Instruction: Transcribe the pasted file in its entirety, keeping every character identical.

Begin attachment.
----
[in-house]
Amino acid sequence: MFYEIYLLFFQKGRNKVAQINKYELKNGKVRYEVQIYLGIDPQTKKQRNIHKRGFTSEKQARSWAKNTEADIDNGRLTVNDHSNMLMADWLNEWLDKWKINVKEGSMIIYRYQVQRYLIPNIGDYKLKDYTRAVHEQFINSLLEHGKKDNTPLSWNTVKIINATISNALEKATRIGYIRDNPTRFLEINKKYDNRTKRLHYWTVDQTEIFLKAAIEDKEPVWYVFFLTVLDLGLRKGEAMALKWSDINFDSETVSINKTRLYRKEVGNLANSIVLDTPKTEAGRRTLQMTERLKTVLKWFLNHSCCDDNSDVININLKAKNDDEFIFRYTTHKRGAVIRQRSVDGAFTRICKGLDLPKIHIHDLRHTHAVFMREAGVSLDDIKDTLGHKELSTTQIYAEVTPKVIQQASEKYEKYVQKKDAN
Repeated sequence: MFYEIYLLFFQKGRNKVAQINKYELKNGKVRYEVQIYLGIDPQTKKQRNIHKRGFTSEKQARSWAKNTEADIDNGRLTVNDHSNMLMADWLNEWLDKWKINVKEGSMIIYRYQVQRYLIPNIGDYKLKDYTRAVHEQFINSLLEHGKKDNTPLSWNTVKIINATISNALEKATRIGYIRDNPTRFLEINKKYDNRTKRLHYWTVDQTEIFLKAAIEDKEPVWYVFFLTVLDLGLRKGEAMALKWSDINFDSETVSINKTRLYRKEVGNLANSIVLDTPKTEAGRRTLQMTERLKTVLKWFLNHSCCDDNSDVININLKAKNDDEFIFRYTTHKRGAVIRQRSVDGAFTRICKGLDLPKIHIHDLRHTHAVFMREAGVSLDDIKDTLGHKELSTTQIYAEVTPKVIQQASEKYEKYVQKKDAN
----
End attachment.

[in-house]
Amino acid sequence: MFYEIYLLFFQKGRNKVAQINKYELKNGKVRYEVQIYLGIDPQTKKQRNIHKRGFTSEKQARSWAKNTEADIDNGRLTVNDHSNMLMADWLNEWLDKWKINVKEGSMIIYRYQVQRYLIPNIGDYKLKDYTRAVHEQFINSLLEHGKKDNTPLSWNTVKIINATISNALEKATRIGYIRDNPTRFLEINKKYDNRTKRLHYWTVDQTEIFLKAAIEDKEPVWYVFFLTVLDLGLRKGEAMALKWSDINFDSETVSINKTRLYRKEVGNLANSIVLDTPKTEAGRRTLQMTERLKTVLKWFLNHSCCDDNSDVININLKAKNDDEFIFRYTTHKRGAVIRQRSVDGAFTRICKGLDLPKIHIHDLRHTHAVFMREAGVSLDDIKDTLGHKELSTTQIYAEVTPKVIQQASEKYEKYVQKKDAN
Repeated sequence: MFYEIYLLFFQKGRNKVAQINKYELKNGKVRYEVQIYLGIDPQTKKQRNIHKRGFTSEKQARSWAKNTEADIDNGRLTVNDHSNMLMADWLNEWLDKWKINVKEGSMIIYRYQVQRYLIPNIGDYKLKDYTRAVHEQFINSLLEHGKKDNTPLSWNTVKIINATISNALEKATRIGYIRDNPTRFLEINKKYDNRTKRLHYWTVDQTEIFLKAAIEDKEPVWYVFFLTVLDLGLRKGEAMALKWSDINFDSETVSINKTRLYRKEVGNLANSIVLDTPKTEAGRRTLQMTERLKTVLKWFLNHSCCDDNSDVININLKAKNDDEFIFRYTTHKRGAVIRQRSVDGAFTRICKGLDLPKIHIHDLRHTHAVFMREAGVSLDDIKDTLGHKELSTTQIYAEVTPKVIQQASEKYEKYVQKKDAN